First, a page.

Is it time for the old Mainline churches to shed that label?

Is it time for the old Mainline churches to shed that label? October 21, 2013


Who are the “Mainline” Protestants today?


(Paraphrasing) What do we make of proposals for “Mainline” Protestants to drop that label for themselves? And where does that leave me, an “evangelical” who remains in the Episcopal Church “as a grain of sand in the oyster”?


The dictionary definition of “mainline” signals mainstream prestige, so “Mainline” Protestantism’s decline over recent decades could mean this designation has long since outlived its usefulness. In his email, Douglas considers it “adjectival mayhem.”

The discussion has been renewed by the Christian Century magazine, often considered the bible of the Mainline or at least of the Mainline Left, such that Elesha Coffman’s new history is titled “The Christian Century and the Rise of Mainline Protestantism” (from the excellent Oxford University Press). The book provoked a piece for the “Century” by Carol Howard Merritt urging fellow “progressives” to rebrand: “It’s time to discard that tired label that ties us too closely with a particular race and class. It’s time to call forth another name.” Gary Dorrien of Union Theological Seminary agreed via the First Things journal that the Mainline was “unfortunately named” and “liberal” or “ecumenical” would be “slightly better” adjectives.

Some context: The inexorable shrinkage among Mainline Protestant churches since the 1960s — and simultaneous growth among non-Mainliners, though lately plateauing in some cases — is a sweeping trend that has reshaped American religion. It ranks in significance with the large influx of immigrant Asians and Hispanics. The origins of the commonly used Mainline label are obscure (anyone have information on that?). But it certainly raises thoughts of suburban Philadelphia and “Establishment” standing.

The Guy’s definition: The predominantly white, long-existing, and relatively affluent U.S. Protestant denominations with pluralistic theology, which are easily categorized by ecumenical affiliations with the National Council of Churches and World Council of Churches (alongside major African-American and Orthodox denominations).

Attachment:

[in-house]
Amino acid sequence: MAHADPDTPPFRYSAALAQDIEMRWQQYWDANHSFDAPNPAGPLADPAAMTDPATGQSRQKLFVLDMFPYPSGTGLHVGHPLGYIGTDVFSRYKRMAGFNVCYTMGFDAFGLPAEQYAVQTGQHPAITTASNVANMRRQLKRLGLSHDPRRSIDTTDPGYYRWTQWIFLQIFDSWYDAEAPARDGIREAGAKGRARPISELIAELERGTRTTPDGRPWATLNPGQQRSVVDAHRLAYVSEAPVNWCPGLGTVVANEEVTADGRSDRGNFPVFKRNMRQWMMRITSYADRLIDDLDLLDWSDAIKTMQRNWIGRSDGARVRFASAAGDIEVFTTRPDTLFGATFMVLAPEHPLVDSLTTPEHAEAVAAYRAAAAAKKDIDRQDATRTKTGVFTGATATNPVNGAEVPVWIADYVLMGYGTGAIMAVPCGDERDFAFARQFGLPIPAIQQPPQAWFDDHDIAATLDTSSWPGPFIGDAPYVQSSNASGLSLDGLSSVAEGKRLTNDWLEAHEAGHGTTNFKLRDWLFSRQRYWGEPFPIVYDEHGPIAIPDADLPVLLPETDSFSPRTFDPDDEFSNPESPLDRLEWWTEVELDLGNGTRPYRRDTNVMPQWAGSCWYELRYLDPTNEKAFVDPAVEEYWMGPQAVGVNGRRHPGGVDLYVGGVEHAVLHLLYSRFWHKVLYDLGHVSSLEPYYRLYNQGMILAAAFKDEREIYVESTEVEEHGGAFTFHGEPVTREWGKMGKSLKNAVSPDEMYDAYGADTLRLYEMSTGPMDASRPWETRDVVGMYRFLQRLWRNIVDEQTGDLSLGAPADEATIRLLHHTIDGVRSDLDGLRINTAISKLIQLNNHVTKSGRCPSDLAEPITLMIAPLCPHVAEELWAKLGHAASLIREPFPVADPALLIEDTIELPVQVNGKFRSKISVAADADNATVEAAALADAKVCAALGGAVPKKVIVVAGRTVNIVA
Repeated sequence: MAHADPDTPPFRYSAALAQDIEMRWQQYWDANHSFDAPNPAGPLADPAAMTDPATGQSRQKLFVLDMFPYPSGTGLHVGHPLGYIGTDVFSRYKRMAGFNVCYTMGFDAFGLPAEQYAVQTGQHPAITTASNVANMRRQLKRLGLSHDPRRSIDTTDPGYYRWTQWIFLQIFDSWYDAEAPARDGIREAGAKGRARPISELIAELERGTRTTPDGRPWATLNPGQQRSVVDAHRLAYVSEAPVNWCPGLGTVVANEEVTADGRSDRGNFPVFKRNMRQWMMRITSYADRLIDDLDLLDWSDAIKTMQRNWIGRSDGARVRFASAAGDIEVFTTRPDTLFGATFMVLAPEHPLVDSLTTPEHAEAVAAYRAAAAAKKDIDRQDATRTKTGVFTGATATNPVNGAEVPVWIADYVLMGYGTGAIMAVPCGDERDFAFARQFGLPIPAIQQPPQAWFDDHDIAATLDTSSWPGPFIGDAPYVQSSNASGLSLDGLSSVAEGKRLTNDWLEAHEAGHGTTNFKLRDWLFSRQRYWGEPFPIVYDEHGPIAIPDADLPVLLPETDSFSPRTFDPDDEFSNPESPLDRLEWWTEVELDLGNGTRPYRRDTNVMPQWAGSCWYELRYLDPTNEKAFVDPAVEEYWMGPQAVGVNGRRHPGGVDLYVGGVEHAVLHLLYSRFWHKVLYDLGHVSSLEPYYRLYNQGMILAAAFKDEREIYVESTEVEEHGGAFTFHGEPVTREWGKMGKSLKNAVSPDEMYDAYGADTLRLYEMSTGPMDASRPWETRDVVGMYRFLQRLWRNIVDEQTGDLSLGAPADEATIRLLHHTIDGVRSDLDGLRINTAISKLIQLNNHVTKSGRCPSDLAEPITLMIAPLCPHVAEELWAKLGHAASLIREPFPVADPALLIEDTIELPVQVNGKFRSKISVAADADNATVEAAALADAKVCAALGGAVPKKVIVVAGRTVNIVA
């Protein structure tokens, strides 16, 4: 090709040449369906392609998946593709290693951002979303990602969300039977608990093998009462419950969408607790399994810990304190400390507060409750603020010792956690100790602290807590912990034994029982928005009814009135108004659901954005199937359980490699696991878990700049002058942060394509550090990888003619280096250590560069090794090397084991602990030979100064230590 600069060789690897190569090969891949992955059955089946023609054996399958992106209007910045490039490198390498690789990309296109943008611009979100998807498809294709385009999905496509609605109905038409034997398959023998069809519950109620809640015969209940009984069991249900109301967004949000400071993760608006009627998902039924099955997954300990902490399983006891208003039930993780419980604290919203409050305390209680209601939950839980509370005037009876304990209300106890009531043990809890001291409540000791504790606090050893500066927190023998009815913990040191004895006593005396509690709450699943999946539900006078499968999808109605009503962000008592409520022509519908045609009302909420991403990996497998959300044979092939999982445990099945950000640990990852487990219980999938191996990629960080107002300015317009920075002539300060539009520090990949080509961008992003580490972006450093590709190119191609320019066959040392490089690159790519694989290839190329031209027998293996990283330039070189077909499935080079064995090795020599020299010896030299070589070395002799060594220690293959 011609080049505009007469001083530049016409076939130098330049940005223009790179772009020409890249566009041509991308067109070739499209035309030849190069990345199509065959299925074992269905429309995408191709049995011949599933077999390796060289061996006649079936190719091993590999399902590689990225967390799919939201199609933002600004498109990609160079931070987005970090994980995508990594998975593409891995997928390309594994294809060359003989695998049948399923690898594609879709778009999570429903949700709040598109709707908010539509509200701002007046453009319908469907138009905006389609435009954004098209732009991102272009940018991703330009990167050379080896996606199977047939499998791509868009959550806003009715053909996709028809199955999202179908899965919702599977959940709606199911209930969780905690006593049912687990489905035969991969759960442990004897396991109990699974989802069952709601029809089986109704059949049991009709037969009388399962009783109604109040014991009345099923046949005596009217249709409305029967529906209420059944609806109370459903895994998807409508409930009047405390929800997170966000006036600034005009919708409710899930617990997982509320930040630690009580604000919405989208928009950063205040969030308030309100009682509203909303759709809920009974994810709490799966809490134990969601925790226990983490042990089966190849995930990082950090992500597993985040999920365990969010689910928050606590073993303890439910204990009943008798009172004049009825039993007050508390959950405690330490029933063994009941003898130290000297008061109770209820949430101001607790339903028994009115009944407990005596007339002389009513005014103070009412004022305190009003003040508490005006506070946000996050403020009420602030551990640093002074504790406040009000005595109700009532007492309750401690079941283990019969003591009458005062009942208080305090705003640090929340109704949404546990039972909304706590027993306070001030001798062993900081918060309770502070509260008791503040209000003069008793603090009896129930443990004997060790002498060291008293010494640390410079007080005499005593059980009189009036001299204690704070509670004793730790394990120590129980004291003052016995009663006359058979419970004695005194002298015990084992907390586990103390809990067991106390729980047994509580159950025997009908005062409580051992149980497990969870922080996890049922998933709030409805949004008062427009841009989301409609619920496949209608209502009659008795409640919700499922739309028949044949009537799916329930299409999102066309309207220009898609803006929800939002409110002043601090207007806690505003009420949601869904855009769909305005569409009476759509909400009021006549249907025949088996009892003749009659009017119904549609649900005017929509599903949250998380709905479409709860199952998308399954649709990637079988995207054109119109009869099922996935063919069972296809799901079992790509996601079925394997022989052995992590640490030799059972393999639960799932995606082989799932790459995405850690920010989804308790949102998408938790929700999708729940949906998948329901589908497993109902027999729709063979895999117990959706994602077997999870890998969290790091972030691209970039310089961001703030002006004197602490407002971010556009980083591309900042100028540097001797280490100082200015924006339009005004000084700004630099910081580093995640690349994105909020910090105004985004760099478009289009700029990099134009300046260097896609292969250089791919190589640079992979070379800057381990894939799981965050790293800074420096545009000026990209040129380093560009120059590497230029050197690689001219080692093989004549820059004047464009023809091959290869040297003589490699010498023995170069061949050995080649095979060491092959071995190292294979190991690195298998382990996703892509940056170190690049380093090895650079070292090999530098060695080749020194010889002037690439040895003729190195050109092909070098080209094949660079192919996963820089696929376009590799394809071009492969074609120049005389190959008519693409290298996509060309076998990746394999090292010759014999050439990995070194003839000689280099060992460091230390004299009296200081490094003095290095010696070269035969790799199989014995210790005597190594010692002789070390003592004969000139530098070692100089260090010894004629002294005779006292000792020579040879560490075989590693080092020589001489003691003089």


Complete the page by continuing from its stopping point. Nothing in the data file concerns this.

We’re talking about (in order of size) the United Methodist Church, Evangelical Lutheran Church in America, Presbyterian Church (USA), Episcopal Church, American Baptist Churches, United Church of Christ, Christian Church (Disciples of Christ), and several smaller bodies often called the “Seven Sisters.” Together they remain an important bloc with 20 million adherents, but that compares with 30 million at the end of the 1960s, an unprecedented slump as memberships both declined and aged.

Meanwhile, these groups generally floated leftward, in doctrine, politics and culture.

At some point the Protestant majority shifted outside the Mainline to a loose collection consisting of Evangelicals, Fundamentalists, Pentecostals, Charismatics, churches bound by traditional creeds, countless independent congregations, and minor schisms off the Mainline. Informal worship, bands with ear-splitting amplifiers, clever programming and marketing may explain some success more than theology. But there’s little doubt that leaders confident in their conservative beliefs about Jesus Christ and the Bible have been all-important. Think of it as the Billy Graham Era (though the Southern Baptist evangelist, who turns 95 on Nov. 7, welcomed hosts of Mainline supporters to his crusades).

Dorrien thinks Coffman’s history supports the “cultural victory” thesis, “that liberal Protestantism succeeded by insinuating its values into American culture.” Win the cultural war for gauzy tolerance and sophistication. Lose the religious battle. That’s cold comfort for pastors and lay leaders trying to preserve their local congregations.

Cathy Lynn Grossman of Religion News Service suggests replacement labels, some of them tongue-in-cheek: “Old Line,” “Liberal Church,” “Grandma’s Church,” “Christians-Formerly-Known-As-Mainline,” “New Coke,” “Vintage Protestants,” “VPCC: Vanishing Progressive Christian Church,” “Legacy Church” or else let’s “forget labels” altogether.

Asked to pick their favorite, 24 percent of RNS readers said “Liberal Church.”

Problem is, that’s an L-word many Mainline strategists prefer to shun, even when it applies. More important, scads of Mainliners are conservatives like Douglas. Pew Research Center surveys show “traditionalists” in belief are one-fourth of today’s Mainline members. Despite ongoing conservative walkouts, Mainline Evangelicals akin to Douglas cherish their church heritage though oftentimes — yes — treated as the irritating “grain of sand in the oyster” rather than appreciated as a useful source of spiritual energy, not to mention offering-plate money.